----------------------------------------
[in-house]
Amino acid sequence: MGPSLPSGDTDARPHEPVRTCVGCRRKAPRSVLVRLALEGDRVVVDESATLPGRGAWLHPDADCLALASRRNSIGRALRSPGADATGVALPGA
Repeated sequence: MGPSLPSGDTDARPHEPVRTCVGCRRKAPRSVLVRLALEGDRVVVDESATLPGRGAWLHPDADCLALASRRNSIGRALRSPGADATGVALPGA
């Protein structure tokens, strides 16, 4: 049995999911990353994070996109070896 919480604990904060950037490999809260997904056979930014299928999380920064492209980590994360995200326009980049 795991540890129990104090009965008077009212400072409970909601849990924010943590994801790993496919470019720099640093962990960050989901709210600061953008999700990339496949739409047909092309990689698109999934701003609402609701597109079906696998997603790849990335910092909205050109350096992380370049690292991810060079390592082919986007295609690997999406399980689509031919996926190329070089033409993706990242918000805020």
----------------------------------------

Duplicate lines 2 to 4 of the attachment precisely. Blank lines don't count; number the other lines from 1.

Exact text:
Amino acid sequence: MGPSLPSGDTDARPHEPVRTCVGCRRKAPRSVLVRLALEGDRVVVDESATLPGRGAWLHPDADCLALASRRNSIGRALRSPGADATGVALPGA
Repeated sequence: MGPSLPSGDTDARPHEPVRTCVGCRRKAPRSVLVRLALEGDRVVVDESATLPGRGAWLHPDADCLALASRRNSIGRALRSPGADATGVALPGA
């Protein structure tokens, strides 16, 4: 049995999911990353994070996109070896 919480604990904060950037490999809260997904056979930014299928999380920064492209980590994360995200326009980049 795991540890129990104090009965008077009212400072409970909601849990924010943590994801790993496919470019720099640093962990960050989901709210600061953008999700990339496949739409047909092309990689698109999934701003609402609701597109079906696998997603790849990335910092909205050109350096992380370049690292991810060079390592082919986007295609690997999406399980689509031919996926190329070089033409993706990242918000805020």